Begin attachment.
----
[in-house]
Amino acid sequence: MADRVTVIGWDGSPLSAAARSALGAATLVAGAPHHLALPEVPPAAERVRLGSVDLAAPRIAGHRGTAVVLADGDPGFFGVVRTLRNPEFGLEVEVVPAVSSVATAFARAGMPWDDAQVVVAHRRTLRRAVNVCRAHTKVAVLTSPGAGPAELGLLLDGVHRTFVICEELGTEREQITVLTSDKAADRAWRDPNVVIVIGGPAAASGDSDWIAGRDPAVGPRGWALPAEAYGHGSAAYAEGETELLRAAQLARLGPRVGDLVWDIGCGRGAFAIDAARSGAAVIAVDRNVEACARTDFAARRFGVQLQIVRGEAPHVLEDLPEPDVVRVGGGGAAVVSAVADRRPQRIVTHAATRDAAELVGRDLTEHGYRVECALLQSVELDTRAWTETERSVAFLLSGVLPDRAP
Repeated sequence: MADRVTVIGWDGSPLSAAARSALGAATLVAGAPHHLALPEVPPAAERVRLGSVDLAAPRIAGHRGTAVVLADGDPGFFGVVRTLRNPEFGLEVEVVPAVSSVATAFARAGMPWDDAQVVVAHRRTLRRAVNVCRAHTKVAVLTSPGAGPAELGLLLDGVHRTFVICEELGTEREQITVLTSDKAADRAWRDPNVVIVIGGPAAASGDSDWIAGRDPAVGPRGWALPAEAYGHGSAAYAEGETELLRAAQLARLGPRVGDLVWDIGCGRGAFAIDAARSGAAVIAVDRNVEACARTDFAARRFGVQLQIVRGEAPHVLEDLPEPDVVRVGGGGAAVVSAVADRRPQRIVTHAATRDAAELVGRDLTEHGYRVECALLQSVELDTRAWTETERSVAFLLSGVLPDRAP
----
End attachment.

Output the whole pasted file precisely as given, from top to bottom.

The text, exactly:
[in-house]
Amino acid sequence: MADRVTVIGWDGSPLSAAARSALGAATLVAGAPHHLALPEVPPAAERVRLGSVDLAAPRIAGHRGTAVVLADGDPGFFGVVRTLRNPEFGLEVEVVPAVSSVATAFARAGMPWDDAQVVVAHRRTLRRAVNVCRAHTKVAVLTSPGAGPAELGLLLDGVHRTFVICEELGTEREQITVLTSDKAADRAWRDPNVVIVIGGPAAASGDSDWIAGRDPAVGPRGWALPAEAYGHGSAAYAEGETELLRAAQLARLGPRVGDLVWDIGCGRGAFAIDAARSGAAVIAVDRNVEACARTDFAARRFGVQLQIVRGEAPHVLEDLPEPDVVRVGGGGAAVVSAVADRRPQRIVTHAATRDAAELVGRDLTEHGYRVECALLQSVELDTRAWTETERSVAFLLSGVLPDRAP
Repeated sequence: MADRVTVIGWDGSPLSAAARSALGAATLVAGAPHHLALPEVPPAAERVRLGSVDLAAPRIAGHRGTAVVLADGDPGFFGVVRTLRNPEFGLEVEVVPAVSSVATAFARAGMPWDDAQVVVAHRRTLRRAVNVCRAHTKVAVLTSPGAGPAELGLLLDGVHRTFVICEELGTEREQITVLTSDKAADRAWRDPNVVIVIGGPAAASGDSDWIAGRDPAVGPRGWALPAEAYGHGSAAYAEGETELLRAAQLARLGPRVGDLVWDIGCGRGAFAIDAARSGAAVIAVDRNVEACARTDFAARRFGVQLQIVRGEAPHVLEDLPEPDVVRVGGGGAAVVSAVADRRPQRIVTHAATRDAAELVGRDLTEHGYRVECALLQSVELDTRAWTETERSVAFLLSGVLPDRAP